Last year was a year of many surprises – Brexit, Trump, Leicester winning the English Premier League, and Ireland beating the All-Blacks in rugby are just some examples that come to mind. The Northern Ireland economy also enjoyed an unexpectedly positive year in 2016, with many record-breaking performances, including in the labour market. But the turnaround in the fortunes of the agriculture sector is perhaps even more startling. Continue reading
With Balmoral Show starting tomorrow, here’s a snapshot of some of the latest data on the agri-food sector in Northern Ireland.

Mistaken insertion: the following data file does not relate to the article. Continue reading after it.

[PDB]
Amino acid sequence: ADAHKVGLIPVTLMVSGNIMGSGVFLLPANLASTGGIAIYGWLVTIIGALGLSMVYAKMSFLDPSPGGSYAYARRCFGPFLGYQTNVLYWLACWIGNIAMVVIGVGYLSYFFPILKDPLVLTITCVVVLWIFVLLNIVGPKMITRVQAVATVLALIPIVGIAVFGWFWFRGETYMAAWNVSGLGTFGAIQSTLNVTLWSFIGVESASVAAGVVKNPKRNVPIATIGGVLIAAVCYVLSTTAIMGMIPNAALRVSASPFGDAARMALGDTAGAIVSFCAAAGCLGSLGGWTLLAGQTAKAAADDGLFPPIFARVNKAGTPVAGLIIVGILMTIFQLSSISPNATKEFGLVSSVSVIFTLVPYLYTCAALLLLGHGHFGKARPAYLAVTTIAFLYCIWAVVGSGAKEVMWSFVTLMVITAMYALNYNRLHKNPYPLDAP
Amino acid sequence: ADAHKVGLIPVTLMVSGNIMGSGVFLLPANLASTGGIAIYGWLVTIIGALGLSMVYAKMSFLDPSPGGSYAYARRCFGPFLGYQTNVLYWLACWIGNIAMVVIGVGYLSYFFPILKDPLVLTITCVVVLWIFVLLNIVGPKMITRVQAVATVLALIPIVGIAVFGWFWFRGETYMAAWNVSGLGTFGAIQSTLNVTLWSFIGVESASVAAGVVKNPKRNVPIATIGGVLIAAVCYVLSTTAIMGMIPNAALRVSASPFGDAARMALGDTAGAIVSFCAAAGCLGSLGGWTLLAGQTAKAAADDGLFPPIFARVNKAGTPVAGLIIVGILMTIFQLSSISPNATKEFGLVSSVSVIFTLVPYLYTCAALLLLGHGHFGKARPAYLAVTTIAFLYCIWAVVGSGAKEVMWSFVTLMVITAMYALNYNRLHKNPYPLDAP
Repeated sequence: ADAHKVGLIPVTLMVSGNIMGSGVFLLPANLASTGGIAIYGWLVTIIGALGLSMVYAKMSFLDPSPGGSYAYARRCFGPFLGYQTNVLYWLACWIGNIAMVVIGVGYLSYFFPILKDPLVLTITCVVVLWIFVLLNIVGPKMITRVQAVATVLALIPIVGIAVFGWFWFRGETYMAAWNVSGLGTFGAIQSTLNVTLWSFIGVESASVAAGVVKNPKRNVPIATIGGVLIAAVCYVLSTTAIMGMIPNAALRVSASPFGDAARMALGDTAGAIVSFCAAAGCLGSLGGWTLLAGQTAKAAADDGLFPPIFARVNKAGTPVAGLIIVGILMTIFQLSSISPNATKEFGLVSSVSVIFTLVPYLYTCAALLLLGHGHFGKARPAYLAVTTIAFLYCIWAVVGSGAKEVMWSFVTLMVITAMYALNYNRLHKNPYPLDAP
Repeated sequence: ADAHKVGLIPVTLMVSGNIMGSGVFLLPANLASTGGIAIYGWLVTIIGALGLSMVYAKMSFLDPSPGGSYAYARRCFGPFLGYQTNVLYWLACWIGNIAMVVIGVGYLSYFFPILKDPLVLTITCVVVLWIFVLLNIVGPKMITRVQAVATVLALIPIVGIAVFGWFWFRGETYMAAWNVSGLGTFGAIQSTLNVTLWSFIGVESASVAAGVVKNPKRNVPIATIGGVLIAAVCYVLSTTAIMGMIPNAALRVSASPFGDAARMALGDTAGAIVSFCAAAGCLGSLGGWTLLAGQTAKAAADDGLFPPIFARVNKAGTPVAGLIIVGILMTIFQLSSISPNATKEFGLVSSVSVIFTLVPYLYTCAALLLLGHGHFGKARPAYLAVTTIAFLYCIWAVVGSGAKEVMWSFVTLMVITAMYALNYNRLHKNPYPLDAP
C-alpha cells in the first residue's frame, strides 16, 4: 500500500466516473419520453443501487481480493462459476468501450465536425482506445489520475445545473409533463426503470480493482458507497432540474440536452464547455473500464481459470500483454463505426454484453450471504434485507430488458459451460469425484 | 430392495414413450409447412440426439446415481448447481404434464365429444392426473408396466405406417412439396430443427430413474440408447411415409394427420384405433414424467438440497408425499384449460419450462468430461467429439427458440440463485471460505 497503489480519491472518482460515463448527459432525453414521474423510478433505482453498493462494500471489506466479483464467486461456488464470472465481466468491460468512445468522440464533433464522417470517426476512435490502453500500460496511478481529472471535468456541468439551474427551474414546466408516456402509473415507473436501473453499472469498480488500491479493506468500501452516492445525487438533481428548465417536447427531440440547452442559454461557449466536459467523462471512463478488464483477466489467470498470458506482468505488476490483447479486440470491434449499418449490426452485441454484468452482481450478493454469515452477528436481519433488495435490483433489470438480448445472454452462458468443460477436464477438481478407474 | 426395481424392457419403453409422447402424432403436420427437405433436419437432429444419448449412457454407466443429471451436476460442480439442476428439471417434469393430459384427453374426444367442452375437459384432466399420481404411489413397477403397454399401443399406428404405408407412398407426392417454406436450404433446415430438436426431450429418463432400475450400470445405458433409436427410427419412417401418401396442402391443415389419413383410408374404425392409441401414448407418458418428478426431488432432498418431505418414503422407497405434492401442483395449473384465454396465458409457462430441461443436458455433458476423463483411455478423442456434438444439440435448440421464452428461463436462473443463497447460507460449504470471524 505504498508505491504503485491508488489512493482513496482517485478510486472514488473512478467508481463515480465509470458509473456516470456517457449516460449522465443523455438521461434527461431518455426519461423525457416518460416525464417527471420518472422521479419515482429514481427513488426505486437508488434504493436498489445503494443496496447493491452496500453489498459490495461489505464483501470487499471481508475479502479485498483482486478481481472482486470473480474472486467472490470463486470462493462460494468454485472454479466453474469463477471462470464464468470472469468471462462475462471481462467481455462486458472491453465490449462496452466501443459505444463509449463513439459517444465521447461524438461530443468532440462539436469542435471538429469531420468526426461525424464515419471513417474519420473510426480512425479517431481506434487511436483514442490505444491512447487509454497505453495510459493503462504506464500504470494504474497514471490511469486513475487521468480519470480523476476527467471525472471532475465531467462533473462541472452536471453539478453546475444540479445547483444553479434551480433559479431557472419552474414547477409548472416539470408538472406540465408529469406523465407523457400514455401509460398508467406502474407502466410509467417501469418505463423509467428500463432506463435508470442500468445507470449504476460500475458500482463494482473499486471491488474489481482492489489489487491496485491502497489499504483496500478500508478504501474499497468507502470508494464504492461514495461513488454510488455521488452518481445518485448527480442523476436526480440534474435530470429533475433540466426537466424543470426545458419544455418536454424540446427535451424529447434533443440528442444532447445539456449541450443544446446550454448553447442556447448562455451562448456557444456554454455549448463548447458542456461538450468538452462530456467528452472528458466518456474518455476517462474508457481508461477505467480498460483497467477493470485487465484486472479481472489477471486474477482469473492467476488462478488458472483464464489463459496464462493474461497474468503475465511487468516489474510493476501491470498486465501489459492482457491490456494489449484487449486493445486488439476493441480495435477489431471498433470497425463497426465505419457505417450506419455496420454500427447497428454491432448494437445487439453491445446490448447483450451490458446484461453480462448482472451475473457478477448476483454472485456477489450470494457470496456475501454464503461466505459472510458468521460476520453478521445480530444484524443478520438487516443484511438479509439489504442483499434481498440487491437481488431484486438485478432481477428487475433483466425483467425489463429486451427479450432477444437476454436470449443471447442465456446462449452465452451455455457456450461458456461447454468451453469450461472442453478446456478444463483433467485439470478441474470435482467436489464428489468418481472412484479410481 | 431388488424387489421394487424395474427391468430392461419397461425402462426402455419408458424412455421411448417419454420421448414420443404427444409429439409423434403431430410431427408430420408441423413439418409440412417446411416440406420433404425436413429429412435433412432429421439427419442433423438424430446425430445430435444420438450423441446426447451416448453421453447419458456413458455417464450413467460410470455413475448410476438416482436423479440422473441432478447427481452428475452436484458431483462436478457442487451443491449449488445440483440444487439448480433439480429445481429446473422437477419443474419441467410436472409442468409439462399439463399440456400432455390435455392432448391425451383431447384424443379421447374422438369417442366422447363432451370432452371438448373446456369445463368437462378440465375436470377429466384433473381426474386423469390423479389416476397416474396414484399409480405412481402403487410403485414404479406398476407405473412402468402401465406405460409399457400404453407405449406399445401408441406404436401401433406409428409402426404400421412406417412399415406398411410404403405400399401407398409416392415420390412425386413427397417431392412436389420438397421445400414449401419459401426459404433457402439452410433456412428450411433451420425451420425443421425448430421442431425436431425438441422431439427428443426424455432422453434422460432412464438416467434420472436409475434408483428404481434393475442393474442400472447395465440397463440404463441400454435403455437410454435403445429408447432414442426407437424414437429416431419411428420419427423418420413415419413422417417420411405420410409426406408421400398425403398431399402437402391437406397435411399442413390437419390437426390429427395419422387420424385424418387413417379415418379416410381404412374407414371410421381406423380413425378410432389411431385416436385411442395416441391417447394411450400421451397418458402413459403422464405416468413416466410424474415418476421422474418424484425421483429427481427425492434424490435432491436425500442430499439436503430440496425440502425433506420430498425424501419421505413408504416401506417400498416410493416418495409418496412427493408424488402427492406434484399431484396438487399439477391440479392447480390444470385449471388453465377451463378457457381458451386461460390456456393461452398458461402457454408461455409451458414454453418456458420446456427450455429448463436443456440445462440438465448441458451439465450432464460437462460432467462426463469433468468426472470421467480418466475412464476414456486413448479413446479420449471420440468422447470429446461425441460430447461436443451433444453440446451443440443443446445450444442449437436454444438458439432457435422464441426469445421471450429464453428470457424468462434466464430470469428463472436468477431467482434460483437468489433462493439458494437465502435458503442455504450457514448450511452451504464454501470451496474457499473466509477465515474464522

In recent years, Northern Ireland’s agriculture sector had been outperforming all other sectors. After the Credit Crunch, whilst other sectors of the economy such as construction and manufacturing were struggling badly, the agri-food sector was in rude health, benefiting from favourable exchange rates as well as strong global demand. However over the last year, agriculture has been enduring a torrid time; indeed the most challenging conditions of all sectors. Total Income from Farming (TIFF) for instance is down 42 percent year on year and is now at its lowest level since 2006. Furthermore, TIFF is now almost 20 percent below the average of the last twenty years after accounting for inflation. Last year’s fall represented the steepest drop in farming incomes since the BSE crisis in 1998 (-56%).